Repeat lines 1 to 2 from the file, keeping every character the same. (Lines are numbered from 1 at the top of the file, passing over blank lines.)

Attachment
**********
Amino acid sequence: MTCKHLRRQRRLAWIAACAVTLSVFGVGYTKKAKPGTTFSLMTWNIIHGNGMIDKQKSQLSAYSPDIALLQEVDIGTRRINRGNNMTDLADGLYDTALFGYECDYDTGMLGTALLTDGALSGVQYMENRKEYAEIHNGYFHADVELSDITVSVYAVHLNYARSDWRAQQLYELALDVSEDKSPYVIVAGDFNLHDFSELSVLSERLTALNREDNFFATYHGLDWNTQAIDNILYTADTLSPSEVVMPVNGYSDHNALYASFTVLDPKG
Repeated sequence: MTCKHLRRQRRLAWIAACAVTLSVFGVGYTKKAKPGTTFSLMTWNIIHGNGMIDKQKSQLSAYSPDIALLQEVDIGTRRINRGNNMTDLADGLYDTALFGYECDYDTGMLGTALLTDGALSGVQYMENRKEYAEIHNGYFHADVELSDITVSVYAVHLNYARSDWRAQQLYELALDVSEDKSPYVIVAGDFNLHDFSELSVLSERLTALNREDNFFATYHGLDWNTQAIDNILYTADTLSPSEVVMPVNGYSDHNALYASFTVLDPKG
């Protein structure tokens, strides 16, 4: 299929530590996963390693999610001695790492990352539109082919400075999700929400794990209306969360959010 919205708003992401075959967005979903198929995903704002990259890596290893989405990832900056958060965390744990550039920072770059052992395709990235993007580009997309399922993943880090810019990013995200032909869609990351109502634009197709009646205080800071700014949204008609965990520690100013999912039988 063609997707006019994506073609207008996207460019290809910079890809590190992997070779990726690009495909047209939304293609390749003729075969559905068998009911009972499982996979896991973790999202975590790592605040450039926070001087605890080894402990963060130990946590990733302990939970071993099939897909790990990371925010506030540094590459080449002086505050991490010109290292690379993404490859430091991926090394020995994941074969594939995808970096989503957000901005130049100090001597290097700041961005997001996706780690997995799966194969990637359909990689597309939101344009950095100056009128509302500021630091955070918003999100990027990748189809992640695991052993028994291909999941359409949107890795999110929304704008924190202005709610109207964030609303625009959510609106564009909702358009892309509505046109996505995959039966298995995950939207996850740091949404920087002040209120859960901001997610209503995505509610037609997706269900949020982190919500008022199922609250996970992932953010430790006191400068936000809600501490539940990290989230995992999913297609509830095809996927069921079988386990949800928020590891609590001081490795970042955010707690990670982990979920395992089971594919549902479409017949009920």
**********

Amino acid sequence: MTCKHLRRQRRLAWIAACAVTLSVFGVGYTKKAKPGTTFSLMTWNIIHGNGMIDKQKSQLSAYSPDIALLQEVDIGTRRINRGNNMTDLADGLYDTALFGYECDYDTGMLGTALLTDGALSGVQYMENRKEYAEIHNGYFHADVELSDITVSVYAVHLNYARSDWRAQQLYELALDVSEDKSPYVIVAGDFNLHDFSELSVLSERLTALNREDNFFATYHGLDWNTQAIDNILYTADTLSPSEVVMPVNGYSDHNALYASFTVLDPKG
Repeated sequence: MTCKHLRRQRRLAWIAACAVTLSVFGVGYTKKAKPGTTFSLMTWNIIHGNGMIDKQKSQLSAYSPDIALLQEVDIGTRRINRGNNMTDLADGLYDTALFGYECDYDTGMLGTALLTDGALSGVQYMENRKEYAEIHNGYFHADVELSDITVSVYAVHLNYARSDWRAQQLYELALDVSEDKSPYVIVAGDFNLHDFSELSVLSERLTALNREDNFFATYHGLDWNTQAIDNILYTADTLSPSEVVMPVNGYSDHNALYASFTVLDPKG